EHTIm transplantation onto healthy pig heart
Transgenic pigs overexpressing a human CTLA4-Ig derivate (LEA29Y) were used for the transplantation study (Bähr et al., 2016). LEA29Y pigs were anesthetized by intramuscular injection of ketamine, azaperone and atropine sulfate, and mechanically ventilated. Anesthesia was maintained by a constant intravenous application of propofol and fentanyl. EHTIm patches were transplanted through a left-sided lateral thoracotomy (Querdel et al., 2021). One large, human-scale EHTIm patch per heart was sutured onto the healthy epicardium. LEA29Y pigs were additionally pharmacologically immunosuppressed with methylprednisolone (250 mg on the day of surgery and 125 mg/day starting at day 1 after surgery), tacrolimus (0.2 mg/kg/day) and mycophenolate mofetil (40 mg/kg/day). Animals were sacrificed under anesthesia by intravenous injection of saturated potassium chloride (3 days and 14 days after transplantation).
Statistical analyses were performed with GraphPad Prism 8.3.0 or 9.3.1. Comparison among two groups was made by two-tailed unpaired Student's t-test. One-way ANOVA followed by Tukey's test for multiple comparisons were used for more than two groups. When two factors affected the result (e.g. time point and group), two-way ANOVA analyses and Tukey's test for multiple comparisons were performed. Error bars indicate s.e.m. *P<0.05 was considered significant.
This article is part of a collection ‘Moving Heart Failure to Heart Success: Mechanisms, Regeneration & Therapy’, which was launched in a dedicated Special Issue guest edited by Jeroen Bakkers, Milena Bellin and Ravi Karra. See related articles in this collection at https://journals.biologists.com/collection/8169/Moving-Heart-Failure-to-Heart-Success.
We thank Kristin Hartmann [University Medical Center Hamburg-Eppendorf (UKE), Mouse Pathology Core Facility] for technical support with immunohistochemistry. We also acknowledge the laboratory animal facility staff at UKE for their efforts during the study. This work was part of the doctoral thesis of C.v.B. We thank Disease Models & Mechanisms for the possibility to present the data previously shown in the thesis (https://elib.tiho-hannover.de/receive/tiho_mods_00007691).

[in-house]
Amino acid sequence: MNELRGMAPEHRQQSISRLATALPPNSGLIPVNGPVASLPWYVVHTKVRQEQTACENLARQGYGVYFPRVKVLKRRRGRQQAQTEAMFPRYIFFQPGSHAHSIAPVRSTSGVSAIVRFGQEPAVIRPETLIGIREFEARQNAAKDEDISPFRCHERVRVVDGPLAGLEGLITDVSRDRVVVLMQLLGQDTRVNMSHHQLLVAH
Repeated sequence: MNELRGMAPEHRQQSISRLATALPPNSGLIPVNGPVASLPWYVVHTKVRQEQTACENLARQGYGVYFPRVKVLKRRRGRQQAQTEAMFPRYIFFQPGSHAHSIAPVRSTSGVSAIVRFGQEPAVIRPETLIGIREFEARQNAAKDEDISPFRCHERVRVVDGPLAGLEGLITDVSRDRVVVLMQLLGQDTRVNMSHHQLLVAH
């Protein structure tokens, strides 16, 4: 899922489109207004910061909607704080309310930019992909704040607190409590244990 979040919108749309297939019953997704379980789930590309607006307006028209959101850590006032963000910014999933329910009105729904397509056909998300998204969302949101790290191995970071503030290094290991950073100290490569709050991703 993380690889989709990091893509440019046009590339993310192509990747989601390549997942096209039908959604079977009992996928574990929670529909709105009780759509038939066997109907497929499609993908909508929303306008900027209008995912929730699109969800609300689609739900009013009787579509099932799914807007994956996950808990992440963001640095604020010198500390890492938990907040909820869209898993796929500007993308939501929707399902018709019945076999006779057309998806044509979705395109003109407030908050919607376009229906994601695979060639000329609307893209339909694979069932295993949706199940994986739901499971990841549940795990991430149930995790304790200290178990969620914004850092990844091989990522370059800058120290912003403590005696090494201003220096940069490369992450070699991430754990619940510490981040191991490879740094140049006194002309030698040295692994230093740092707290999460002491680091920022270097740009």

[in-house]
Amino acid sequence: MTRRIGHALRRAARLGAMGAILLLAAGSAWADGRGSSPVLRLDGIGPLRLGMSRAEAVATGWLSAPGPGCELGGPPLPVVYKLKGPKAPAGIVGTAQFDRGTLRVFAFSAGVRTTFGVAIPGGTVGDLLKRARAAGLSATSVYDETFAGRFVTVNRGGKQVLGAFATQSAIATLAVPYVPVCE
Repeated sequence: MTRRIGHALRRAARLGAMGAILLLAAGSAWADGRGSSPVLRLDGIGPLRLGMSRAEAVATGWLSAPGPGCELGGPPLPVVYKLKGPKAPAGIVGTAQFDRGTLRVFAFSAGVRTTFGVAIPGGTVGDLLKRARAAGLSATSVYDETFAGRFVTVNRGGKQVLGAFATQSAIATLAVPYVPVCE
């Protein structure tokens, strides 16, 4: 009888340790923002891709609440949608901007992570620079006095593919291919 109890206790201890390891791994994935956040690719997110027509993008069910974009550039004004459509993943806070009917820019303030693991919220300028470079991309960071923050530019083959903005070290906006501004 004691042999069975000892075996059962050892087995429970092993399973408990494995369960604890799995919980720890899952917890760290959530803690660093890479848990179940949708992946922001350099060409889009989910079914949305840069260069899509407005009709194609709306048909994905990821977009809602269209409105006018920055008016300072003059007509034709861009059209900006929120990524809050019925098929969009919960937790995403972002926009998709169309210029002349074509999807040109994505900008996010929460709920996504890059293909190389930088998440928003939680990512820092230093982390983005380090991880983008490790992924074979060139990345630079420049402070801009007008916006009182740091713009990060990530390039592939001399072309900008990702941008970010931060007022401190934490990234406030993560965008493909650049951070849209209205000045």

Conceptualization: C.v.B., T.E., F.W.; Methodology: C.v.B., A.S., A.B., V.H.-v.d.S., U.C.K., F.W.; Validation: C.v.B.; Formal analysis: C.v.B., M. Köhne, T.S.; Investigation: C.v.B., A.S., A.B., B.G., J.S., V.H.-v.d.S., U.C.K, N.H., X.L., M. Krane; Resources: N.K., E.W., C.K. M. Krane; Data curation: C.v.B., T.S.; Writing - original draft: C.v.B., T.E., F.W.; Supervision: C. K, B.H., T.E., F.W.; Project administration: C.v.B, Funding acquisition: T.E., F.W.
This study was supported by Deutsches Zentrum für Herz-Kreislaufforschung (Late Translational Research Grant 81X2710153 to T.E.), the European Research Council (ERC-AG IndivuHeart to T.E.) and Deutsche Forschungsgemeinschaft (WE5620/3-1 to F.W. and T.E.). Additionally, this project has received funding from the European Union's Horizon 2020 research and innovation program (874764 to T.E.). Open Access funding provided by European Union's Horizon 2020 Research and Innovation Program. Deposited in PMC for immediate release.
All relevant data can be found within the article and its supplementary information.
C.v.B., T.E. and F.W. contribute in a structured partnership between Evotec AG and the UKE to originate an EHT-based remuscularization approach. They have no financial interests and did not obtain consultation fees. A patent relating to the generation of human-scale EHT patches has been filed.